Trees Background Image for Noah Weisberg Dermatologist
4601 Military Trail
Suite 203
Jupiter, FL 33458
Noah K. Weisberg, M.D.
Board Certified Dermatologist
Fellowship Trained Mohs Surgeon
Kathryn Goggins, M.M.S., PA-C
Physician Assistant
Barbara Acosta, MC, MSc., PA-C
Physician Assistant

Sunscreen is Also Aging Screen

Skin Cancer Care Specialists | December 13, 2017

Applying Sunscreen and Skin Cancer Prevention Month

Having suffered a serious sunburn or two in our lives, most of us know firsthand about the harmful effects of ultraviolet (UV) radiation that come with prolonged exposure to the sun. What we may not know is that many of the skin conditions we associate simply with age, like wrinkles and liver spots, are actually additional side effects of too much unprotected time in the sun. It’s called photoaging—visible signs of aging caused by the sun.

While these visible effects appear in the epidermis, the top layer of the skin, the damage actually occurs in the dermis, the middle layer, where collagen and elastin and other fibers support the structure of the skin. For instance, when the sun’s radiation penetrates the skin, the dermis creates the melanin that darkens the epidermis as it attempts to block the skin from further radiation. That’s how we get a tan.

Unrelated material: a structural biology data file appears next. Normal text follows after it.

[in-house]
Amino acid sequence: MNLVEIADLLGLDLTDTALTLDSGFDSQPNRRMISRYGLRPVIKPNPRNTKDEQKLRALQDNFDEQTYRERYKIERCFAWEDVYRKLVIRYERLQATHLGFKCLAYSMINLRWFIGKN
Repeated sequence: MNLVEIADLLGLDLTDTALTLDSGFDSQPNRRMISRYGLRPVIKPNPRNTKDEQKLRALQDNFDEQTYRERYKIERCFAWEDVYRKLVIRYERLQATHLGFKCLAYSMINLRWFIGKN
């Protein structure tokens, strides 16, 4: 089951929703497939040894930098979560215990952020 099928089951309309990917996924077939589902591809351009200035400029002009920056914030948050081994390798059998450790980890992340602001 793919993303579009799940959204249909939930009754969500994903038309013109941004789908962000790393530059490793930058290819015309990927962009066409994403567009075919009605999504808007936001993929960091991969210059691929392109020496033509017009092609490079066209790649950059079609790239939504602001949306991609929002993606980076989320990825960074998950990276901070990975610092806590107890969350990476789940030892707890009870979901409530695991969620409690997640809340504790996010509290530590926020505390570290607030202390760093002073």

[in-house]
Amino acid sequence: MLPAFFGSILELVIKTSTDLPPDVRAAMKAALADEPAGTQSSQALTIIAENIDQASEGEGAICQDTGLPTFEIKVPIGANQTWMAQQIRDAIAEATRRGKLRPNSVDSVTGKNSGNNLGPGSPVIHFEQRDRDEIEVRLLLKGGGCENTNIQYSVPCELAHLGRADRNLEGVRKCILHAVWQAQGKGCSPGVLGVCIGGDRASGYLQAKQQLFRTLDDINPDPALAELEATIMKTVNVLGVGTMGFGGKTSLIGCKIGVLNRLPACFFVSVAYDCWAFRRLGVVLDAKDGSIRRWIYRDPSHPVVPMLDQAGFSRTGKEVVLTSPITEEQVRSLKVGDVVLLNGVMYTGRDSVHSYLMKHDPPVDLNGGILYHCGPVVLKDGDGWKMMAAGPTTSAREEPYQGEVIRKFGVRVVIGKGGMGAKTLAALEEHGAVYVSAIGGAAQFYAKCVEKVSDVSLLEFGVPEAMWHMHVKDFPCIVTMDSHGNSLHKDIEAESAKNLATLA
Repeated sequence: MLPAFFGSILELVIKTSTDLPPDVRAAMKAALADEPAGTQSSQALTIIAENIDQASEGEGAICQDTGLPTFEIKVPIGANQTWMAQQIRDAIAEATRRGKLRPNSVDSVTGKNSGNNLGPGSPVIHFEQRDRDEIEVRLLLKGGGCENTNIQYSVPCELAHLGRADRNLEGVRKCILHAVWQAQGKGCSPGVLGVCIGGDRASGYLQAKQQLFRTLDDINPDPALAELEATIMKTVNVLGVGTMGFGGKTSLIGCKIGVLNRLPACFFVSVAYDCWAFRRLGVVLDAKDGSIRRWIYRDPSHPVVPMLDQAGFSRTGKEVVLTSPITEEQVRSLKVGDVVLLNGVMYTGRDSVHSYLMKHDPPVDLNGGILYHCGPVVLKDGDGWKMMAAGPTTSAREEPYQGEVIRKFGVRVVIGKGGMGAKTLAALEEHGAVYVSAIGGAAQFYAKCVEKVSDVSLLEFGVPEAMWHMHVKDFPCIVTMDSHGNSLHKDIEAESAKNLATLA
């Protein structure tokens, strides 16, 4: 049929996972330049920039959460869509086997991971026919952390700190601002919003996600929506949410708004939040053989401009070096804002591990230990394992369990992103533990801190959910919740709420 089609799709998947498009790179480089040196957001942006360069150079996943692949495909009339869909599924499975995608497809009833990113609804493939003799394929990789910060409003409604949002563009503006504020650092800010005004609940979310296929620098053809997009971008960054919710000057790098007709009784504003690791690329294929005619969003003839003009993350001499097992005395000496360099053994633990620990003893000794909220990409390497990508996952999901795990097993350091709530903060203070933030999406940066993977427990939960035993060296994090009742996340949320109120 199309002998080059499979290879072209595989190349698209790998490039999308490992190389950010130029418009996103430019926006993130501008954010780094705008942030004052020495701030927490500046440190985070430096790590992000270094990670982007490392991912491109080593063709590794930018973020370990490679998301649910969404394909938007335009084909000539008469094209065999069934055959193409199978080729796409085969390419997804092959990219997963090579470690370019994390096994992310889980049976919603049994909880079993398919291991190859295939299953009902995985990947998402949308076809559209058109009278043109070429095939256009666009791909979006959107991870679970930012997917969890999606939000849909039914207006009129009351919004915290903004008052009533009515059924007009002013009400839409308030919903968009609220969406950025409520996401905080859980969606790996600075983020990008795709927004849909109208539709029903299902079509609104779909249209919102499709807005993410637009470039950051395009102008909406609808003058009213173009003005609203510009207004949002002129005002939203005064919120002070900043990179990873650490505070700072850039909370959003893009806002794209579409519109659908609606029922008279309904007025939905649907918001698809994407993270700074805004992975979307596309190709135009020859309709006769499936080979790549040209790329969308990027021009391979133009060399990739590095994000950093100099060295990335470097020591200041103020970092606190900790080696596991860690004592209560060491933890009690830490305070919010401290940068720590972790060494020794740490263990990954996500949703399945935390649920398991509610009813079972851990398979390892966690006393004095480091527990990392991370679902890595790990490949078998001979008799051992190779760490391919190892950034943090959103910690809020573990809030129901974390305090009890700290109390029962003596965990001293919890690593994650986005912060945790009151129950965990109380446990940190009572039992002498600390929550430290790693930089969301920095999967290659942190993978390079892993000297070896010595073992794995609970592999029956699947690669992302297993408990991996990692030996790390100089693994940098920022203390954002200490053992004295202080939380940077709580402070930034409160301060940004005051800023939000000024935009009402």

However, when radiation reaches the deeper levels of the dermis, collagen is damaged and abnormal elastin is produced, which results in the collagen being incorrectly repaired and degraded. In short, the fibers that are responsible for the smooth, healthy, youthful appearance of the skin are depleted, resulting in a leathery texture, and the skin is incorrectly repaired, resulting in wrinkles. Repeated sun exposure can also result in abnormal pigmentation—what we typically call liver spots, or age spots, that can appear on the hands, arms, face, and other areas of the body commonly exposed to the sun.

The solution to preventing this damage is through protecting the skin from prolonged exposure to the sun by wearing protective clothing and by using sunscreen with an SPF of 15 (or higher) on a daily basis. While most people use sunscreen only when going to the beach or otherwise spending hours at a time out in the sun, habitual application can help protect the skin from everyday exposure that we might not usually think about. Sunscreen use will not only help prevent photoaging, but it can also reverse some of the effects that are already visible.
Of course, no one can hold back time, and there will always be physical effects of aging that we cannot prevent, but some of the effects of photoaging can be prevented and even corrected with proper care and attention.

Dermatology Organization Logos
Medical Web Design by